Photo: Ceremony to honor the first site of Fort Bliss.

FORT BLISS. After the end of the Mexican War the need to defend the new border, to maintain law and order, to protect settlers and California-bound migrants from Indian attacks, and to survey for a new transcontinental railroad compelled the United States government to establish a military post on the Rio Grande in the area of El Paso del Norte (now Ciudad Juárez, Chihuahua). On November 7, 1848, the War Department instructed the Third Infantry to take up quarters at the pass, and Bvt. Maj. Jefferson Van Horne led 257 soldiers, including the regimental staff, six infantry companies, and a howitzer battery, west from San Antonio. They arrived in the area on September 8; on September 14, four companies were quartered on Coons' Rancho, formerly Ponce's Ranch, in downtown El Paso. About one-third of the troops occupied the presidio at San Elizario, an old Spanish garrison twenty miles southeast of El Paso.

The War Department closed the post and presidio in September 1851 and withdrew the troops to Fort Fillmore, forty miles to the north. A military post was reestablished on the Rio Grande in January 1854 when Lt. Col. Edmund Brooke Alexander, with four companies of the Eighth United States Infantry, rented quarters at Magoffinsville, a hacienda three miles east of Coons' Rancho. On March 8, 1854, the official name of the post became Fort Bliss, in memory of Lt. Col. William Wallace Smith Bliss, Gen. Zachary Taylor's chief of staff during the Mexican War and later his son-in-law.

Lt. Col. Isaac V. D. Reeve was in command of Fort Bliss on March 31, 1861, when it was surrendered to the Confederate authorities of Texas. Confederate lieutenant colonel John Robert Baylor then occupied the post with elements of the Second Regiment of Texas Mounted Rifles. Brig. Gen. Henry Hopkins Sibley used Fort Bliss as a base from which to invade New Mexico but was repulsed in mid-1862 and driven from West Texas. Elements of the California Volunteers commanded by Col. James H. Carleton reoccupied Fort Bliss for the Union. Under Carleton's protection Mexican president Benito Juárezqv survived in El Paso del Norte in 1865–66 and received supplies from north of the border before driving the French from Mexico.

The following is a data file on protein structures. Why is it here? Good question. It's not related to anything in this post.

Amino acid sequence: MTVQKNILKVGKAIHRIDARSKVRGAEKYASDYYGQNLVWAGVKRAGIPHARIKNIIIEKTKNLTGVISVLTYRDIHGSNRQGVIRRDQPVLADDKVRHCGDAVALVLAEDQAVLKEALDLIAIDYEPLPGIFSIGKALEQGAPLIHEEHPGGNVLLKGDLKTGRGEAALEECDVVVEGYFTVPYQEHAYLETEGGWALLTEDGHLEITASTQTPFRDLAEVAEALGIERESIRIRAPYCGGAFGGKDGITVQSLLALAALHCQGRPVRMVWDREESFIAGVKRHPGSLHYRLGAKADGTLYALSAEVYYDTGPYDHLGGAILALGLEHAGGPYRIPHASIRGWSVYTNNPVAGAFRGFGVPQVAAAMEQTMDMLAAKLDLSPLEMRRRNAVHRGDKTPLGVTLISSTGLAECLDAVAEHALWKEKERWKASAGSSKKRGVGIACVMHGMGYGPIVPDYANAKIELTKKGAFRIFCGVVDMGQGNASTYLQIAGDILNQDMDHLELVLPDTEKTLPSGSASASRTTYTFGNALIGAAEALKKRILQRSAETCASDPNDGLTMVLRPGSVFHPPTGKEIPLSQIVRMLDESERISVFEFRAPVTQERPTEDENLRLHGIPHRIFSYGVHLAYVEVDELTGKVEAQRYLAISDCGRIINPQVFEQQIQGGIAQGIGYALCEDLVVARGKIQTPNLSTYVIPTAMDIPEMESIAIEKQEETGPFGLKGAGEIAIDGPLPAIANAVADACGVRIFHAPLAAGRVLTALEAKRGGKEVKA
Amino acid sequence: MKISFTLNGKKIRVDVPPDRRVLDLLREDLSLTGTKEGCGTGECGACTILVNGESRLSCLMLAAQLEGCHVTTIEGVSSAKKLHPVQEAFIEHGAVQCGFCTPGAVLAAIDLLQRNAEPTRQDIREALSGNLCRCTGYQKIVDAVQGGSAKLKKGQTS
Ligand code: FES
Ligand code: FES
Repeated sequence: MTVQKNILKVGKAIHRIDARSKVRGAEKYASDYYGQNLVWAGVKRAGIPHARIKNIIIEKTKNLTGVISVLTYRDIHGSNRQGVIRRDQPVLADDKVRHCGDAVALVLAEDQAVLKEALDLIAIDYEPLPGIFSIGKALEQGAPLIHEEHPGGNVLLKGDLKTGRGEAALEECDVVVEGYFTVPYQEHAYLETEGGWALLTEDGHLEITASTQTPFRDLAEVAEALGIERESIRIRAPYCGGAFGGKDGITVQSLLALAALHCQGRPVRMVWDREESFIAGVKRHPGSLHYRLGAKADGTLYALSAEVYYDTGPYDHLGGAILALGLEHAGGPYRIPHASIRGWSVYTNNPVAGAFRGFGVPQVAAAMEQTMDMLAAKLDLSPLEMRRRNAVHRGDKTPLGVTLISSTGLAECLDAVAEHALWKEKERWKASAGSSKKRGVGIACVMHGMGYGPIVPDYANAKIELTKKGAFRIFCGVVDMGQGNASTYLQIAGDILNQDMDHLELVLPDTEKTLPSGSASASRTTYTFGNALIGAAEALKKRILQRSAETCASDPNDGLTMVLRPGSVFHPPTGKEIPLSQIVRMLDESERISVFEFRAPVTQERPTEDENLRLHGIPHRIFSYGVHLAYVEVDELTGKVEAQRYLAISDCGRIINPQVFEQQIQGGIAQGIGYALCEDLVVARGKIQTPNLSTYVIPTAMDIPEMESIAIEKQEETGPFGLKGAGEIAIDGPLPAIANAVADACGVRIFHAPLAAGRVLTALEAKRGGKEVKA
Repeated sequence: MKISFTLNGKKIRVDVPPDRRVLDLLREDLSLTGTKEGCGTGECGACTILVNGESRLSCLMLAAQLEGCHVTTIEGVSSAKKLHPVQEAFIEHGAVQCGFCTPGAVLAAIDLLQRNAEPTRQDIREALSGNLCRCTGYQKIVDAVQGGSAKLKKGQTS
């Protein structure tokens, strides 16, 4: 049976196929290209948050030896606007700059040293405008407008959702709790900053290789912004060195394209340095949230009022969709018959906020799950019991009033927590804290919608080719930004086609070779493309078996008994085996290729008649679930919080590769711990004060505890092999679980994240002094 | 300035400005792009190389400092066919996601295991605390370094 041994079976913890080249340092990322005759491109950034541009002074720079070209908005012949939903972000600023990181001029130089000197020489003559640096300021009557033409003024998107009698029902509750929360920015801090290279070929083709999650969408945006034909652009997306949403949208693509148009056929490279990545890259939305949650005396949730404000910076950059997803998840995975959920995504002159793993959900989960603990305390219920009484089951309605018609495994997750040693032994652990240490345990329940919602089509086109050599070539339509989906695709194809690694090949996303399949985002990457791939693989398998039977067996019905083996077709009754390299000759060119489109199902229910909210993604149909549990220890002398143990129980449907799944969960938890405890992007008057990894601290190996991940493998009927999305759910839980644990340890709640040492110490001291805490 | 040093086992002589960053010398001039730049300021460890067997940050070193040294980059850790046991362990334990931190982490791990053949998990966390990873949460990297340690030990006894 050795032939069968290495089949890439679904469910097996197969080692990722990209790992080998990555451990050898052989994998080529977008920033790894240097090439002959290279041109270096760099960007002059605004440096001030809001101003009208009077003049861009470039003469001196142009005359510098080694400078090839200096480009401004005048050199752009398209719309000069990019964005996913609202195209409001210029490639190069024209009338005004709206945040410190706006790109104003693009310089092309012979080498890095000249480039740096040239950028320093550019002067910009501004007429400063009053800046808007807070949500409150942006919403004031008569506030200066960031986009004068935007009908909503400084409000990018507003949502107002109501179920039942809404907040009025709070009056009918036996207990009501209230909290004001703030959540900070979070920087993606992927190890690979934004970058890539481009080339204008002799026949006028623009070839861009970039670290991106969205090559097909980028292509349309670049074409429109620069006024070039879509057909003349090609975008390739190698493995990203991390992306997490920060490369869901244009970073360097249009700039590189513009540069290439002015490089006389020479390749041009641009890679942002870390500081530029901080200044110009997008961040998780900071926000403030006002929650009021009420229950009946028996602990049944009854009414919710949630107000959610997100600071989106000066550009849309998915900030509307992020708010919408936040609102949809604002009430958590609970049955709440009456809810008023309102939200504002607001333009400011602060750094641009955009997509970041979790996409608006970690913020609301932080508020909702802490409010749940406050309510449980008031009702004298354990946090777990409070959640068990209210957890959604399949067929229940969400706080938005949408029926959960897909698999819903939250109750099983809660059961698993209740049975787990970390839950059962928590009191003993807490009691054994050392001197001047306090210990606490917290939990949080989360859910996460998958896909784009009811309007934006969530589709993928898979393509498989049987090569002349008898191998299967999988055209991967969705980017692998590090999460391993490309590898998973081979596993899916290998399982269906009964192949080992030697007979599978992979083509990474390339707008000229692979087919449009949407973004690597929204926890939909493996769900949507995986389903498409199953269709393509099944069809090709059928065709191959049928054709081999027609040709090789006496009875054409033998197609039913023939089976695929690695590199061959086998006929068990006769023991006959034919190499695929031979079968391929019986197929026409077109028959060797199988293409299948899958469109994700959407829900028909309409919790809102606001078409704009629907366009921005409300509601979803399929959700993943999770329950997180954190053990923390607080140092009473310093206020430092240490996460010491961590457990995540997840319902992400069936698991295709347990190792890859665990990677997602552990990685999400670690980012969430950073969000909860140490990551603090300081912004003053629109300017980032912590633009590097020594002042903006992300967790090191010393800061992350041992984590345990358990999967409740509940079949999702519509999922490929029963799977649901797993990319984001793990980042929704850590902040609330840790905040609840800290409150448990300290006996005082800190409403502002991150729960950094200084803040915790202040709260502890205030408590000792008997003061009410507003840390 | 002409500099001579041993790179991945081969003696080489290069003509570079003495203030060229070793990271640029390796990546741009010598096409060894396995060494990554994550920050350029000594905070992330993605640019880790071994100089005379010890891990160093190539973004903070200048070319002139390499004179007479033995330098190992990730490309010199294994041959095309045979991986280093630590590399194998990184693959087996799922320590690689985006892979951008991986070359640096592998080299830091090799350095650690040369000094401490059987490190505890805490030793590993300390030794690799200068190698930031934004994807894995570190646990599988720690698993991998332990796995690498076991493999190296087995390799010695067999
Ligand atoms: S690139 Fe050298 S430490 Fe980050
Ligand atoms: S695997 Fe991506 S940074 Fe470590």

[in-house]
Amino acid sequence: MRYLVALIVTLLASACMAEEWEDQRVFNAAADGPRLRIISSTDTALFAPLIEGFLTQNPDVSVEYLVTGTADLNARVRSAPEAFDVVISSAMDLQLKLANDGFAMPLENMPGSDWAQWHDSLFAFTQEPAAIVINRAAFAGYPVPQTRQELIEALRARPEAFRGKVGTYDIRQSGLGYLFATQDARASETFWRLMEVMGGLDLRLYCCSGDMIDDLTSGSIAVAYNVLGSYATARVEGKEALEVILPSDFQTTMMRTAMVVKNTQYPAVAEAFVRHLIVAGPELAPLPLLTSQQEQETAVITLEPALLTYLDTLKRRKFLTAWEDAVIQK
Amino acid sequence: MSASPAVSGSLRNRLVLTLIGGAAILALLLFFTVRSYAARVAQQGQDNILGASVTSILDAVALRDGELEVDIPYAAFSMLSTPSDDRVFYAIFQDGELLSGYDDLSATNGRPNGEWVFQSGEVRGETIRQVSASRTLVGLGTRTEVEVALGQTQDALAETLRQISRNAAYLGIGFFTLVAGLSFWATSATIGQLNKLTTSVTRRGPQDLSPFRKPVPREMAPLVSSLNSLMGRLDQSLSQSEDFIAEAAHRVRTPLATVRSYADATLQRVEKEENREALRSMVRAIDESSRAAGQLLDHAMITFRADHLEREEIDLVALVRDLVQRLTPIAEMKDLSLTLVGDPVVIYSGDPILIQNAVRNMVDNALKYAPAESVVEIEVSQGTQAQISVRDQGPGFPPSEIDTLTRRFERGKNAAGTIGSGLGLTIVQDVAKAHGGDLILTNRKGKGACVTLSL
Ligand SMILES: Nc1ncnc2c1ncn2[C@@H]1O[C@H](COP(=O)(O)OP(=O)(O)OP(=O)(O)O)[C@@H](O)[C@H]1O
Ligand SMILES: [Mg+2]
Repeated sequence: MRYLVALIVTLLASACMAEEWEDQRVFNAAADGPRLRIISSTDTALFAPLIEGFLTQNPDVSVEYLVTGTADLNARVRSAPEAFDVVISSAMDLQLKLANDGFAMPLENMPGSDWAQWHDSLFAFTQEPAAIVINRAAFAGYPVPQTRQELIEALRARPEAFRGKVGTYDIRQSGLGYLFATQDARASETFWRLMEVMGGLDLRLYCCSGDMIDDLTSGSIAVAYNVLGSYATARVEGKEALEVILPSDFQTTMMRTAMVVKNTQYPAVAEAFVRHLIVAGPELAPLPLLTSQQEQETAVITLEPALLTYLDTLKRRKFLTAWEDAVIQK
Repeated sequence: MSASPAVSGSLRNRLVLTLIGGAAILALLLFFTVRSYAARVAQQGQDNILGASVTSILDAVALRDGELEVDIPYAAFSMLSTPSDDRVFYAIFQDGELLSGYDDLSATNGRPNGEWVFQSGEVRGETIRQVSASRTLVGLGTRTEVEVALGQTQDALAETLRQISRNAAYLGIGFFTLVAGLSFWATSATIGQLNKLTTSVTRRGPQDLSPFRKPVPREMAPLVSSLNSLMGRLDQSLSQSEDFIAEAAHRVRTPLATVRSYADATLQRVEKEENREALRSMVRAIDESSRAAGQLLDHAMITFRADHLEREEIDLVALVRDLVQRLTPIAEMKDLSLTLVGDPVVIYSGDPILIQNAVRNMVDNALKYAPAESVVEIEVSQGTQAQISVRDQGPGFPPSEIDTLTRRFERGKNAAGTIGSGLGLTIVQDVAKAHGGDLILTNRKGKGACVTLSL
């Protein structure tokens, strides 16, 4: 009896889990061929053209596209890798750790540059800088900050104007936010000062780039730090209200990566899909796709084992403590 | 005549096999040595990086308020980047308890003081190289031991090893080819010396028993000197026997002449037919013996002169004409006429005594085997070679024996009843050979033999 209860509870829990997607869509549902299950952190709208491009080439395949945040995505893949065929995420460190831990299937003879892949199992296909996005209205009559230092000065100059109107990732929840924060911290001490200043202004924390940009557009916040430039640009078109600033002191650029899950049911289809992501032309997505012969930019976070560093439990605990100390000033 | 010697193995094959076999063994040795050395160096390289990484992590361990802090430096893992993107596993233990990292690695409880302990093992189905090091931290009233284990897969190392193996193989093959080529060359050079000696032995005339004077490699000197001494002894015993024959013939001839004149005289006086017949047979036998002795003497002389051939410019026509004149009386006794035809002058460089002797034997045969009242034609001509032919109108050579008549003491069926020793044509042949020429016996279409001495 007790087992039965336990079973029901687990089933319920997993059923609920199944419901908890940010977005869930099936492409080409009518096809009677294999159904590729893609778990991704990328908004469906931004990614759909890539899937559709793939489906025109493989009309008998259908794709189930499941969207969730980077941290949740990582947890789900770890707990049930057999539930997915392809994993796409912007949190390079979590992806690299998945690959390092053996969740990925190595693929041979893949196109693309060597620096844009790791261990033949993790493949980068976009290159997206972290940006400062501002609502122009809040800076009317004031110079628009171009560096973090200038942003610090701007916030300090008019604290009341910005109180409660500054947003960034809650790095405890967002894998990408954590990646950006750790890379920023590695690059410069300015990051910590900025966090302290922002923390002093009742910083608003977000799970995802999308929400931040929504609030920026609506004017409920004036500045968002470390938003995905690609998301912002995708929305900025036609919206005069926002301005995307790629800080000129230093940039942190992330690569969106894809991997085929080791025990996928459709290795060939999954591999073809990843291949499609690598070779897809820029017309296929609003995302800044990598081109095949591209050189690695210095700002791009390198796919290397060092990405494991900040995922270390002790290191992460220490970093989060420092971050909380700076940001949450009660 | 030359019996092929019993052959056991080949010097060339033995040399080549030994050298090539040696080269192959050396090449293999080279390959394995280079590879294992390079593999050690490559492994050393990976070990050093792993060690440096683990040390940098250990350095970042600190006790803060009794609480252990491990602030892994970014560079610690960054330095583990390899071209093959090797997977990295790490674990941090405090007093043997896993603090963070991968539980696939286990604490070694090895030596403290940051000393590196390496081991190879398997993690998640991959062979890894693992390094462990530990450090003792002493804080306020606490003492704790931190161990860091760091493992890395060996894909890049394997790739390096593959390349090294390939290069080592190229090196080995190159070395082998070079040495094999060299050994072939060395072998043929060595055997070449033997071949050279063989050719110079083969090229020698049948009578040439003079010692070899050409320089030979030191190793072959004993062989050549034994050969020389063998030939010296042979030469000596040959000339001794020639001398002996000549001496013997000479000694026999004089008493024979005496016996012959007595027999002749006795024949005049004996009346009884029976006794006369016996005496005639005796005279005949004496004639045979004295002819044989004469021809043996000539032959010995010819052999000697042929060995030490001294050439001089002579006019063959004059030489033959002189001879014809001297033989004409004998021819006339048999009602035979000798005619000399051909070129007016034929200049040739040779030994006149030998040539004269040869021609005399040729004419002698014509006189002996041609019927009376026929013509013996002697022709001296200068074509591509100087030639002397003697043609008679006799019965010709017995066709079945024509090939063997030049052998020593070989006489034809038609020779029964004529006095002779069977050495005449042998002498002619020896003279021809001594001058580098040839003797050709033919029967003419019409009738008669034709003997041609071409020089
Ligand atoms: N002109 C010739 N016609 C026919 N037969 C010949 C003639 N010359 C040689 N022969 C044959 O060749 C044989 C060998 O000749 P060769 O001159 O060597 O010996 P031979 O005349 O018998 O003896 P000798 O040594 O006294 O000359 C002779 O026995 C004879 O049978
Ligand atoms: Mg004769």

In 1867 the post at Magoffinsville was swept away by a Rio Grande flood. The troops moved three miles north and named their post Camp Concordia in March 1868. On March 23, 1869, the camp was renamed Fort Bliss. The War Department closed the post in January 1877, just before the Salt War of San Elizario flared. A military board, however, convened to investigate the reopening of the post as a result of the violence; the board recommended in 1878 that Fort Bliss be reestablished, and the post was moved to downtown El Paso, which soldiers called Garrison Town.

In late 1879 the government purchased land at Hart's Mill, three miles west of downtown El Paso, and Fort Bliss became a way station for troops pursuing renegade Indians. After Geronimo surrendered in 1886, the government began to abolish small, isolated posts and replaced them with new facilities near railroads. Fort Bliss was almost supplanted by Fort Selden, eighteen miles north of Las Cruces, New Mexico, but was kept in El Paso by community leaders, who contributed about $7,000 for the purchase of land on Lanoria Mesa, five miles east of town. Congress then committed $300,000 for new facilities. Fort Bliss moved to its sixth and final home in late 1893.

Uploaded on 06.19.2014 by El Paso Museum of History

Central / Magoffin, (2000 - 2009), Commemoration

  • Fort Bliss
  • Magoffin

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